I am interested in what other collectors think about fragile records and how they play them. I am sure everyone is different and there are likely many opinions. And, we need to understand that everyone owns their own record collection and we cannot fault them for using them as they feel is correct.

 

What do you think?

Edited by melvind
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Analogous

Thanks for raising this topic Dan.  A lot of people know I don't play wax cylinders on original equipment, so relax: I'm setting aside that soap box. 

 

But here's a question  If you have a compromised black wax cylinder where you know a better, digitized version is out there online, does it matter if you degrade it further by playing it on period equipment?  In terms of content preservation, it makes no difference.  Plus, it is your cylinder, so why not play it?  So what if it means that future generations of collectors will be deprived of an experience you get to have.

 

We have all bought worn cylinders.  We all know the disappointment of records that have lost their original energy and sparkle.  Yet most of us readily contribute to this by making it harder and harder for future collectors to fully experience these sonic postcards from the past.

 

This is already the case with most of the records made during the first 13 years of the commercial record industry.  Until we all look in the mirror and do some soul-searching, we have to accept that this the ultimate fate of most black wax cylinders, too.

 

John

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Mainspring

I am afraid I can't afford the alternative to playing wax cylinders on anything but original equipment. It's just the way it goes. I rarely play them unless I am doing a demo anyway, so that is OK. My 5" waxes are played even more rarely, as for demos, I use Vulcan cylinders. As for discs, I have a modern turntable and styli for playing them. The only time they get played on original equipment is, again, for demos. I agree with above, it is my cylinder, I can only do so much to preserve it, if it outlasts me, I win. If it does not, it was meant to die anyway. It is the nature of things. As for digitizing them, one good EMP pulse and it is gone, my wax can survive that. Maybe not the nuclear explosion, radiation, fallout, cockroaches, and nuclear winter, but perhaps I digress. Digitizing is convenient but is by no means, permanent. Nothing is.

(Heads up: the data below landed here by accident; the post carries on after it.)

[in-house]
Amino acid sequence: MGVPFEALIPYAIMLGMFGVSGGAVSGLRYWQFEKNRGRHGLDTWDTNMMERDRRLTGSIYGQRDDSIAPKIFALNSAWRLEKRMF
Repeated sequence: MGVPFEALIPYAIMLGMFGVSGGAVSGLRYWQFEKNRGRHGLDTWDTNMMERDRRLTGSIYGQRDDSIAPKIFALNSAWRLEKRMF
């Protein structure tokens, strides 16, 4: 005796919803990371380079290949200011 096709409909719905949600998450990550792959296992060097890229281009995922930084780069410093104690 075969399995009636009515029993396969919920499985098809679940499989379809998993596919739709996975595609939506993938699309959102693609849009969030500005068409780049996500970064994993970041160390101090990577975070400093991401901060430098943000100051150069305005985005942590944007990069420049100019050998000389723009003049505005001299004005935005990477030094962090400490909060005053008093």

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Analogous

The playback rig Dan refers to slips into a standard (small diameter) Edison carriage and plugs into a stereo or computer.  It used to cost about $300:

http://nipperhead.com/old/act/

 

I don't know if they are still available.

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Mainspring
16 hours ago, Analogous said:

The playback rig Dan refers to slips into a standard (small diameter) Edison carriage and plugs into a stereo or computer.  It used to cost about $300:

http://nipperhead.com/old/act/

 

I don't know if they are still available.

That would be nice if they are still available. No email so I guess a postal missive will be required.

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melvind

The ACT 2 is no longer being produced. But I posted interest recently and found one that works very well. Be advised you will need a phono preamp to use it.

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Neilvanstem

I have thousands of discs, many many cylinder records and hundreds of wax ones and also about 100 phonographs to play them on and so I do. No need for modern mechanical gizmos to play them. As the song sang to each his own. neil